Morocco Adds Western Sahara Waters to Its Maritime Borders
January 26: Morocco’s parliament passed measures that extend the country’s legal authority to include the maritime space of Western Sahara.
Moroccan Minister of Foreign Affairs and Cooperation Nasser Bourita told parliament the legislative initiative “updates the national legal system for maritime domains,” and that “this update would provide an accurate definition of maritime areas under the sovereignty of the kingdom of Morocco.”
The House of Representatives, the first chamber of the Moroccan parliament, voted unanimously January 22 in favour of the demarcation legislation and a second measure that provides for the creation of an economic zone within 200 nautical miles off the coast of Morocco.
The delimitation of the maritime territory sparked tensions between Morocco and Algeria and between Morocco and Spain, particularly concerning oil exploration in the area.
Bourita said the adoption of the two measures is “a sovereign right” but stressed “Morocco’s openness and readiness to dialogue and negotiate with its neighbours, especially Spain, to address any overlap in the maritime areas of the two countries.”
The legislation defines the maritime domain under Moroccan sovereignty off the Mediterranean and Atlantic coasts, including disputed waters of the Western Sahara coasts up to the borders with Mauritania.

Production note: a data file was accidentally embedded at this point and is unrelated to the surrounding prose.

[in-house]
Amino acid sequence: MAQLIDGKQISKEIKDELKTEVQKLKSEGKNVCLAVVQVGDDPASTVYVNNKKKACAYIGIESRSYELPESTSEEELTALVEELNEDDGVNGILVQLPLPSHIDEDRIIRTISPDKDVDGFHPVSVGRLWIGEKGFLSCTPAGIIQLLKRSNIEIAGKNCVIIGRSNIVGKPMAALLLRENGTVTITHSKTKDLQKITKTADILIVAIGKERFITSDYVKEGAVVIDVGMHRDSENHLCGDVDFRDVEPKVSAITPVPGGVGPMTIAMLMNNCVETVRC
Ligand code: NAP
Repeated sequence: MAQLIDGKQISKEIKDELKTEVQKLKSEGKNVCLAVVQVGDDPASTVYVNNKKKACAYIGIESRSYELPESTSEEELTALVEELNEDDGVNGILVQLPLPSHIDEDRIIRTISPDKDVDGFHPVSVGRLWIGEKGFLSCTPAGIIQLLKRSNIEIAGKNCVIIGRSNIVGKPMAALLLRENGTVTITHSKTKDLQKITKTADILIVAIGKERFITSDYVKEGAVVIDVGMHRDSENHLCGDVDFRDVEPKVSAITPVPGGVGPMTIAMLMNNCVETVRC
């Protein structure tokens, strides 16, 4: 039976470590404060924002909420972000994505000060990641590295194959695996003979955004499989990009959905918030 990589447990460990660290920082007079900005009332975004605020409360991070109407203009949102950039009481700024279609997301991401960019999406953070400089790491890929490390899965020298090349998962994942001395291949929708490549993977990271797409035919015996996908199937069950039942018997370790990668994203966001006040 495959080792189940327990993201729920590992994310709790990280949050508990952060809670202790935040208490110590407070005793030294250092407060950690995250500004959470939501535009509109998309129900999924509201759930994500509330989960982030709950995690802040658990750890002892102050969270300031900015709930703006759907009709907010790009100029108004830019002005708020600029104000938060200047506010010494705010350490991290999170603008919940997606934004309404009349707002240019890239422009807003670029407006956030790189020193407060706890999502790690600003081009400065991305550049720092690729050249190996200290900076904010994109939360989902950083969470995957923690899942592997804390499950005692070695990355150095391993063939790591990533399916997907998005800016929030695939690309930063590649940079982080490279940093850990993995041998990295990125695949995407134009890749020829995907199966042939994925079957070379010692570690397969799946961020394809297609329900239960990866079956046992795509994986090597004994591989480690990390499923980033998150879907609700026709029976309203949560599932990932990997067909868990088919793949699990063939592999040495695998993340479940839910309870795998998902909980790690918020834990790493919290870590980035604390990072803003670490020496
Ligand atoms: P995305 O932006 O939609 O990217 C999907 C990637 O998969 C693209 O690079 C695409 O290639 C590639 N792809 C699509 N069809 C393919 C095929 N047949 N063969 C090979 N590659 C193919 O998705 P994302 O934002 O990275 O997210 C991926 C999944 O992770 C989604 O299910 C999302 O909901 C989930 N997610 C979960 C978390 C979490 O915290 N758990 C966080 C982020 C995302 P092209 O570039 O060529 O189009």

Bourita said one reason that dictated the move was the need to update legislation to match “the complete sovereignty of the kingdom of Morocco within its defined land and sea borders,” given that the law that defined the maritime sphere of Morocco was adopted in 1973, before the annexation of Western Sahara.
Morocco controls 80% of the Moroccan Sahara and has proposed to grant the territory administrative autonomy under its sovereignty but the separatist Polisario Front is demanding independence. For decades, the United Nations has been sponsoring efforts to find a political solution to the conflict.
The Polisario Front downplayed the Moroccan move, stressing that the two laws “would have no legal effect.”
Before their adoption, both bills sparked heated discussions in Spain because of the Canary Islands, in the Atlantic Ocean opposite the coast of Morocco’s southern regions.
Bourita explained that “Morocco has no intention of imposing the unilateral de facto situation.”
Source: The Arab Weekly